Week 2: The Creation

Reading

Genesis 1

Question

What is the Word? (continued)

What is a sabbath?


Genesis 1 is a doozy. It’s hard to get more epic than “In the beginning…”, i.e., Bereshit, the first words of the Hebrew text.

Some notes from our discussion:

  • There’s no introduction of God; no paratext; no named narrator. We’re just plunged into a world in which God, the God, is assumed to exist. There’s no theogony here. (And to be clear, this is the Elohim-God.)
  • There are two versions of Creation. In this one, the Elohim-God does the epic seven-day thing.
  • Is there a “logic” to creating, say, land before creating objects on that land? Worth noting some interesting scientific parallels: the water predates everything, just as in the scientific worldview, life indeed came from the water. Indeed, the water seems to exist in the pre-creation time, when God is alone with the deep.
  • As Christine Hayes points out, the idea of a God interacting with the deep would have been familiar to the Ancient Near Eastern audience, as a parallel to the story of Marduk and Tiamat from the Enuma Elish. Marduk, the male “wind”-god, battles with the female Tiamat, or deep; deep might also be a proper noun—(a) God’s breath on Deep, the great goddess of infinite space.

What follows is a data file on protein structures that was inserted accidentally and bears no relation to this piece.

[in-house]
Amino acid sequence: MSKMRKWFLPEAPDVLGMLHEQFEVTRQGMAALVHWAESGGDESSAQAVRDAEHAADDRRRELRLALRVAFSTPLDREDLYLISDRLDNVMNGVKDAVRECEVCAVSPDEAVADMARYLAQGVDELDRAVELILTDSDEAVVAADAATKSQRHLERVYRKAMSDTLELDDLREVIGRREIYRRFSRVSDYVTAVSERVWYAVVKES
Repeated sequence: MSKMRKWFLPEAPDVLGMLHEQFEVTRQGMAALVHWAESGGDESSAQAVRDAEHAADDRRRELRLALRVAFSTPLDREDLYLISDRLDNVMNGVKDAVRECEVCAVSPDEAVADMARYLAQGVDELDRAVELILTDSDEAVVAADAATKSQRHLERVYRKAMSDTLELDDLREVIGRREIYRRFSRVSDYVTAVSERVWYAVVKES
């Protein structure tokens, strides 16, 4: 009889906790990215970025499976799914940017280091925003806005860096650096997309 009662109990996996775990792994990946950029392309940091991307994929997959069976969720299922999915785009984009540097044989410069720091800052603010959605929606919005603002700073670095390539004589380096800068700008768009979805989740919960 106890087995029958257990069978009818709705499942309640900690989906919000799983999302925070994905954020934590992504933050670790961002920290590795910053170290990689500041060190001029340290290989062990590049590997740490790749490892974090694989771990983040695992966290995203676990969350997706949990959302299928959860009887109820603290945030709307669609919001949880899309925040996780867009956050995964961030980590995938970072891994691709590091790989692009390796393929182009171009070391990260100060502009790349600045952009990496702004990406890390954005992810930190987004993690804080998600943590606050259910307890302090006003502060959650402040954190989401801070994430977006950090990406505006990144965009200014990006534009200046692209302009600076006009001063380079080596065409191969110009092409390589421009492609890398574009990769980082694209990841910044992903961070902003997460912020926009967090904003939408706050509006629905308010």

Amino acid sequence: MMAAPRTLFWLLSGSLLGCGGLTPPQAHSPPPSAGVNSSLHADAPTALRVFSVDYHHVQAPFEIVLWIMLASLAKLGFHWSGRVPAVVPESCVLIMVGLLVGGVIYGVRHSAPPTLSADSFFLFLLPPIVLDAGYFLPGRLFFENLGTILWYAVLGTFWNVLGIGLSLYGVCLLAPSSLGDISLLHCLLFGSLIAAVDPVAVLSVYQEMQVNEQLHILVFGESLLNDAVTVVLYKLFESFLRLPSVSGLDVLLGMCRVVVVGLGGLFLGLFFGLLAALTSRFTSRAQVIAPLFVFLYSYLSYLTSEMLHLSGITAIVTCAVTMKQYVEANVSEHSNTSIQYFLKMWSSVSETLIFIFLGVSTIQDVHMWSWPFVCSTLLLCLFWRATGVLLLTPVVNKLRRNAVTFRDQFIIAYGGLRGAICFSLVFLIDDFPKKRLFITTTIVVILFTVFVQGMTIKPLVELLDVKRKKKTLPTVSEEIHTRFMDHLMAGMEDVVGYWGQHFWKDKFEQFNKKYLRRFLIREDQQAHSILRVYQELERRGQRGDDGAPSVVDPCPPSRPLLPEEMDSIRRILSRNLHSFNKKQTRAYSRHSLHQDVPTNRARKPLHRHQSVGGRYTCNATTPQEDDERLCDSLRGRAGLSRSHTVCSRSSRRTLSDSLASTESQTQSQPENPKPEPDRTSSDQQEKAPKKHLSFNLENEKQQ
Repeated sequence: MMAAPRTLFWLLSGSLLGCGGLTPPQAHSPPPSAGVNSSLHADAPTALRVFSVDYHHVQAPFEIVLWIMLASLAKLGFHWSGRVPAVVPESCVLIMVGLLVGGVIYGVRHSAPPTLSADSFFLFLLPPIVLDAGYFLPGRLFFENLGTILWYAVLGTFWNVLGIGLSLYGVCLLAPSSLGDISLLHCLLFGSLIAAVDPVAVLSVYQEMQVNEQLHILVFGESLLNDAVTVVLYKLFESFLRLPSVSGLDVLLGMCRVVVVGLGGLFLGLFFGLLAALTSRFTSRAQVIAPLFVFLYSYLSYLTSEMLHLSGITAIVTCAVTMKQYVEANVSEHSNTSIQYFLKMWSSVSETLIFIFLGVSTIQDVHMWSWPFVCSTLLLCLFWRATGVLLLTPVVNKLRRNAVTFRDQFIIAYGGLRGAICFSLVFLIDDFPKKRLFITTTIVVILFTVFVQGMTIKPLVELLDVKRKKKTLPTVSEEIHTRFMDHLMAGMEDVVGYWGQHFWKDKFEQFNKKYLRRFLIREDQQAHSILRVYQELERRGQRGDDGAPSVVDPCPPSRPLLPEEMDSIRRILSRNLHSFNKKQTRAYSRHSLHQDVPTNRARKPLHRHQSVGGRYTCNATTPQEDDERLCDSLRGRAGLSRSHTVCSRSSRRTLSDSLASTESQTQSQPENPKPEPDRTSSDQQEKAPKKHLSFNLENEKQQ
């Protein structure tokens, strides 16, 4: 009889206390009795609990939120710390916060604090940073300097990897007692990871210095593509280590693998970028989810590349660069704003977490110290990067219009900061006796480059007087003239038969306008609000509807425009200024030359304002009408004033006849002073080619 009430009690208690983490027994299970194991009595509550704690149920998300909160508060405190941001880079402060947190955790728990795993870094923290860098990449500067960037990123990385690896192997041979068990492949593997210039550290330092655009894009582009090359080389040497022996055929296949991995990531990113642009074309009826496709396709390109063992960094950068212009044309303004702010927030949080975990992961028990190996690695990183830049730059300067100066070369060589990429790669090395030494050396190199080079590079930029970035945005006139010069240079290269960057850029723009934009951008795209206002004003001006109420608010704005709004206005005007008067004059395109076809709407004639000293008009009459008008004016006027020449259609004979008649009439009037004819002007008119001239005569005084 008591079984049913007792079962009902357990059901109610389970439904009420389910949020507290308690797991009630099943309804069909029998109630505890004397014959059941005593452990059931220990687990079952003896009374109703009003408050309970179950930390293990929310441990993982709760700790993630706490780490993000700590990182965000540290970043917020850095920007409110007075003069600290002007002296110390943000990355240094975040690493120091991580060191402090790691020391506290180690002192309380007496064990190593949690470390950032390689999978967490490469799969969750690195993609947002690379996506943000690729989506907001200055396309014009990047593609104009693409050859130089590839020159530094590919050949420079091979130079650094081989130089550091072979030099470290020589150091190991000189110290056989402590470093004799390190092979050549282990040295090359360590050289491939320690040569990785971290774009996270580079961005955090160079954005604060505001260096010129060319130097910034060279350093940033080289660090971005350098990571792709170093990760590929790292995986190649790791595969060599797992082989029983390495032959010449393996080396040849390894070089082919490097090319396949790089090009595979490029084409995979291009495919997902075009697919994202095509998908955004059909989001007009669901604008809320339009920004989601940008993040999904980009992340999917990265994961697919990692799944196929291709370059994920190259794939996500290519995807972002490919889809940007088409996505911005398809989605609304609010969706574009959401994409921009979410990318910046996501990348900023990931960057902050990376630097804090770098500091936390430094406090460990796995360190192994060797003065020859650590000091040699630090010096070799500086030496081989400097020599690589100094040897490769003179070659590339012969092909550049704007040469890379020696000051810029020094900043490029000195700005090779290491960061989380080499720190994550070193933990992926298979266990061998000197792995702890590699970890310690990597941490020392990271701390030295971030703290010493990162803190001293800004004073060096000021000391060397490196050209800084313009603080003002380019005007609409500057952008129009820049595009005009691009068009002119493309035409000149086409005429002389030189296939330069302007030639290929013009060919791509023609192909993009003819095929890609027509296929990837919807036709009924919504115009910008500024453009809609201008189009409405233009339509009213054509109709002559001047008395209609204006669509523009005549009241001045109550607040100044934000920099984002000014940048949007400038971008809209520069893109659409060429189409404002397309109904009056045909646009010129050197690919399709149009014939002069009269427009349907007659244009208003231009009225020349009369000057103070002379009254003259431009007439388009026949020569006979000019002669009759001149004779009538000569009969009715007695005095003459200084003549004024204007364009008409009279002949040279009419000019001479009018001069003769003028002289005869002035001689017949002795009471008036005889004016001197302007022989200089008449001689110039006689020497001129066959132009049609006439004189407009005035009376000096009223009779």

• the Hebrew ruach, translated in many of our editions as “wind,” is more akin to a “breath,” similar to the “breath of life” that God will later bestow upon His human creations.
    • Unlike previous iterations of the Marduk/Tiamat story, the agent here is not a great battle, nor an explicit copulation, but the Word: God says or commands the world into being.
    • Or… God’s heavy breathing creates the world… 😉
  • God’s position as a Judge is also established here: and He saw that it was good. Does the idea of “good” predate God? Or is God the ultimate good?
    • The good here is not necessarily a moral one, but refers more closely to the idea of craftsmanship: this world is well-made.
    • Would God have made a shoddy world? Or are we to take it that God is essentially improvising as He goes along?
  • Relatedly, can time exist before light?
  • God creates not just the heavens and earth, but also the great whales, also tr. the sea monsters. As @Abdiel mentions: “God didn’t have to create whales.” But He did.
  • There are some interesting architectural connotations to the vault (also tr. firmament, dome).
  • Voice vs. thought: God exists in time, just as the paratactic style of this chapter—and, arguably, much of Genesis and certainly the KJV—emphasizes the sequential, timely order in which events and Creations occur.

Miscellaneous takeaways:

  • “God was basically doing jazz.”
  • “God paved Paradise and put up a parking lot.”
  • Where is the Bad News Bible?

Image credit: NASA.

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